But if Papon were still alive and heading the French police, he’d no doubt delight in raiding Closer’s offices and throwing the photographers into prison. After all, Closer is just another Duck in Chains.
The joke in all this is that, after expressing sputtering outrage (through their advisors and courtiers) that anyone dared to photograph Mrs. Shishman’s exposed naked hiney, the royal couple then stepped out from their private plane onto the tarmac in Brisbane, Australia, where Kate Shishman nee Middleton, wearing one of her oh-so-popular gossamer minidresses, once again gave the press and paparazzi a good gander at her semi-naked hiney as her minidress lifted up in the breeze around her waist.
Maybe Kate should wear a sign that says, "Honk if you can see my hiney;" that way, she’ll know for sure whether she’s showing her privates in public.
What is left of the free press then swarmed like a gaggle of geese, and film of Mrs. Shishman’s hiney was on the six o’clock news.
Did you dare look? Be careful! If you are British or French and you say "yes," Mr. and Mrs. Shishman might have you arrested. If you took a photo and published it, Mr. and Mrs. Shishman might try to raid your office and throw you into prison.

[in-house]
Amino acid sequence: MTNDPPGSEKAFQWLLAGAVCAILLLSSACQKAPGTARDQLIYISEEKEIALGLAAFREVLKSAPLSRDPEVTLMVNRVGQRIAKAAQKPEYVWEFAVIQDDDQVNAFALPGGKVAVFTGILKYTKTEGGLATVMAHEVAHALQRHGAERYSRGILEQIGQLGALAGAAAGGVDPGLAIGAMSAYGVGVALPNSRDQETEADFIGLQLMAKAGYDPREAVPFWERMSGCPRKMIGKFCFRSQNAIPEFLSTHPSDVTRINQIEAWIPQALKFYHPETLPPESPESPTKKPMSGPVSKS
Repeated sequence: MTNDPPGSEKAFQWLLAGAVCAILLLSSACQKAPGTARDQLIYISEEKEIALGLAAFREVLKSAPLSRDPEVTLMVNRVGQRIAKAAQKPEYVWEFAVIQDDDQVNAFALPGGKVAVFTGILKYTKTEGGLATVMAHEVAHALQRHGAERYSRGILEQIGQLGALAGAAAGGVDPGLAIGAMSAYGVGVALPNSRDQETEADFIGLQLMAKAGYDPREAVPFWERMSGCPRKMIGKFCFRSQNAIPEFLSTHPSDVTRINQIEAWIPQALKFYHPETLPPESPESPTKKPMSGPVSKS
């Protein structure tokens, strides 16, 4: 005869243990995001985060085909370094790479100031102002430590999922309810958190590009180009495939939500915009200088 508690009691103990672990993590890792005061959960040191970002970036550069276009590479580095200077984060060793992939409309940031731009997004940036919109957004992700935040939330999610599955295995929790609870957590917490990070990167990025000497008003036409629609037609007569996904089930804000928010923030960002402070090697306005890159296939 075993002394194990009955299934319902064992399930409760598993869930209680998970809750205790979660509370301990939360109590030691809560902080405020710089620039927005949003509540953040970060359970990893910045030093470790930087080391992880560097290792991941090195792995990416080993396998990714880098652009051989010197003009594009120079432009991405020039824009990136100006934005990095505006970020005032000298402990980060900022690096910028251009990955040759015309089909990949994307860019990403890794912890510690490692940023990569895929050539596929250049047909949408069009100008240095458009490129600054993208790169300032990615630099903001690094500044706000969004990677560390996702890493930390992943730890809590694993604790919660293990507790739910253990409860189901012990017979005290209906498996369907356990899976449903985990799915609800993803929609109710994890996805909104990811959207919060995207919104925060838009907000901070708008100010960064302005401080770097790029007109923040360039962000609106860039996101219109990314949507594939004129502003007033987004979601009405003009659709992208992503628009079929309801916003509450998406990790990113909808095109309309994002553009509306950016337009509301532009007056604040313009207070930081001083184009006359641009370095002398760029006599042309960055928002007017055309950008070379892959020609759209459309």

When Mr. and Mrs. Shishman retreat to their English palaces to confer with their courtiers about how to pressure foreign civilian governments into impeding free speech and arresting journalists who live in purported democracies and are not the Queen’s subjects, the non-United Kingdom public may become increasingly aware that "Windsor" is actually a made-up title to divert attention away from the family’s German origins.
The surname they use instead of "Shishman" or "Battenburg" derives from the English town of Windsor, where the castle bearing this name was built by William the Conquerer, a British king who was actually French. See? It’s all related. But the current British royals calling themselves "Windsor" is a little bit like my grandparents calling themselves "Domelise’s Po Boys" because they ate there a lot.
Mr. and Mrs. Shishman say that they have drawn a "red line in the sand" to protect what they call their privacy. But if by "privacy" they mean anything about them that is true or in plain sight, then their claims must and should be challenged. If civilian courts in non-monarchical free lands support this kind of delusional self-indulgence, and the police impede freedoms of speech and expression, then we are all ducks in chains.
Quack! Say it again, Sam.